Continued: 64-bit test builds of OmniWeb now available

As the above was the single thread I checked every day in the old forum, I’m reopening this here now. I hope that at some point we will be able to see all the old posts on this subject here, but before that we might even have some discussion and/or updates on OW6 here?

And now just replying to myself, this was the last entry in the old forum - pretty accidentally by myself - that I’d like to be not forgotten :)

[quote]So far no crashes for me. Just out of interest - whose bug was it in the end? I mean, if I’m not mistaken, both Google Chrome and Safari use the same piece of code, don’t they?

I’m happy now to see that OW does not crash anymore. Thus there may be some hope that some fine tuning and polishing can take place now? Loading speed is still a bit of an issue, in particular when loading large workspaces (and unfortunately little feedback is given telling me that OW is still in the process of loading a page).

Did I mention that I’d be willing to pay $100 for an OW license if it should go commercial again?[/quote]

I love the dedication but nowadays it is really hard to monetise a browser.

See: Safari; Chrome; Firefox. Even ones that are free are not as successful as the price warrants it to be (Opera; Camino).

Out of curiosity – what is so good about OmniWeb that created such a loyal(?) fanbase?

OW is still the only browser that deals well with a very large number of open tabs. I usually open my browser in the morning and close it in the evening. I have 40+ tabs that I visit every day, thus they remain open. What OW does far better than others is (a) vertical tab bar which is space-efficient and (b) workspaces. The latter deserves a few more words. Each workspace is a set of open tabs. You can save workspaces and assign them to keyboard shortcuts. Thus you can configure yourself a workspace for mail, one for news sites, one for sports, one for forums etc. As OW frees the memory for unused workspaces after a while you can effectively have a lot of tabs open while your browser consumes memory only for those in the workspace that is actually open.

For me this is just the OW killer feature that I have not found with any other browser.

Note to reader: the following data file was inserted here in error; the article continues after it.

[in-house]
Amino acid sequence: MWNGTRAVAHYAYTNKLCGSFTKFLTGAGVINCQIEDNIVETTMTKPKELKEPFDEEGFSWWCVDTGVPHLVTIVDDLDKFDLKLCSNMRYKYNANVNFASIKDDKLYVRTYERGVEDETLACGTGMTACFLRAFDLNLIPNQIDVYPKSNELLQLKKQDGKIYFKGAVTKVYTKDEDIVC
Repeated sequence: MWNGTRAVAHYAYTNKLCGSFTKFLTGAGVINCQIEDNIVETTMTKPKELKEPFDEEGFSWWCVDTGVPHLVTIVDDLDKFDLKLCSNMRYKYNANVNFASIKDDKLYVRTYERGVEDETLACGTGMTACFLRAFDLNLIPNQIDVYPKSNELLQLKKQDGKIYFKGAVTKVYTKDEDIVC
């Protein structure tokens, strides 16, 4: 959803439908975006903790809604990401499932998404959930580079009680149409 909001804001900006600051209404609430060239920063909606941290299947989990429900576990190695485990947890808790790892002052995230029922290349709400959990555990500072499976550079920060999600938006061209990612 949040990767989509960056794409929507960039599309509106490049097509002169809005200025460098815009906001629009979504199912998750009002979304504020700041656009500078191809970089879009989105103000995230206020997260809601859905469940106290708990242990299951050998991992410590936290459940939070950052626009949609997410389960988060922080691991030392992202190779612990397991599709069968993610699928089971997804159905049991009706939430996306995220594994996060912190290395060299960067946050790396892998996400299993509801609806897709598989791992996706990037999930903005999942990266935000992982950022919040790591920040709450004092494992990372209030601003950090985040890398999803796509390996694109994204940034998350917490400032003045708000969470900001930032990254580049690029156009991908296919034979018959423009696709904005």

For what it’s worth, there’s a Chrome extension called Session Manager that works beautifully for this.

Granted, it’s not as smooth as OmniWeb’s implementation, but it makes Chrome fairly tolerable.

But AFAIK there’s no option to open workspaces by keyboard shortcut, is there?

I’m just curious as to how OmniGroup will potentially monetise OmniWeb.

As said, the browser sphere is pretty saturated at the moment, with the three major browsers – Safari, Chrome and Firefox (with the latter haemorrhaging market share) – taking the majority of the market share.

The browser space is pretty boring as well (like (e)mail clients, for example), so it’s unlikely that people will go out of their way to use a new app (see: Opera Coast) if what they have already works perfectly.

As such, this begs the question – how would OmniGroup monetise OmniWeb?

Development time isn’t free, obviously. And it wouldn’t make sense for OmniGroup to spend time (basically money) to develop OmniWeb, just to release it for free (as a hobby project, or perhaps to use it as a ‘halo’ app, to draw other people into the OmniGroup ecosystem).

If, on the other hand, the browser is paid… It simply won’t take off.

I wouldn’t be so quick to declare it improbable to monitize Omniweb - sure for most people Omniweb is just ‘another browser’ - but for others its an exemplary browser with seemingly simple features that make a big impact on our daily workflow. We don’t need to get into sales curves but I think selling at a low price ($5-10) or instead being free with the option to buy/unlock additional features is a comfortable balance between being easily and cheaply available while allowing OMNI to at least obtain some revenue for their work…

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Well, I started this discussion, but I do understand that just getting “some” revenue might actually make things worse rather than better for Omni. I am a software developer myself, and from experience I know very well that in the moment you take money for something, no matter how little, you need to support your product. Now let’s assume that 1000 people buy OW for $10, how many developers’ hours can you pay with what is left oft that money after taxes etc.?